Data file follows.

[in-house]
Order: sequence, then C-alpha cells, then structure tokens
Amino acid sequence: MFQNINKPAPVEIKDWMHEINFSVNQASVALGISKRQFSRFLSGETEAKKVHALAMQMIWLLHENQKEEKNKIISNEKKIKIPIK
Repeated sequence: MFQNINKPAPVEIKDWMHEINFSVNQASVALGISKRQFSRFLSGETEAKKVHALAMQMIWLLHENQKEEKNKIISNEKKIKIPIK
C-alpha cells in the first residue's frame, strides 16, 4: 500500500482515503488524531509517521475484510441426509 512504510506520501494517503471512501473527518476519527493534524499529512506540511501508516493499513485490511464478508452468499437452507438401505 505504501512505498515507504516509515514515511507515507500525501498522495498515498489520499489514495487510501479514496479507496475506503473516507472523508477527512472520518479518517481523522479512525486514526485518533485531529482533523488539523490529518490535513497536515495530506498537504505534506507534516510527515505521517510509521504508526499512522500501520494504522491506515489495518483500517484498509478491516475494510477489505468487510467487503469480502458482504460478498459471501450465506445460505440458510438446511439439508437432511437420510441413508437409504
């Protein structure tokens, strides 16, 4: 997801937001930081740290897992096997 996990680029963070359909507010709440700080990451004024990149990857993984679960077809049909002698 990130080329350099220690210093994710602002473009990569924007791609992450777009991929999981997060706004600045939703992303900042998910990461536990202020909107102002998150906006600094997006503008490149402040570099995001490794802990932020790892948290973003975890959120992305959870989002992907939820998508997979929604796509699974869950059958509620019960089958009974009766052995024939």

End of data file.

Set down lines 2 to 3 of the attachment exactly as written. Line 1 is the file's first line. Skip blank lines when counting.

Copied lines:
Order: sequence, then C-alpha cells, then structure tokens
Amino acid sequence: MFQNINKPAPVEIKDWMHEINFSVNQASVALGISKRQFSRFLSGETEAKKVHALAMQMIWLLHENQKEEKNKIISNEKKIKIPIK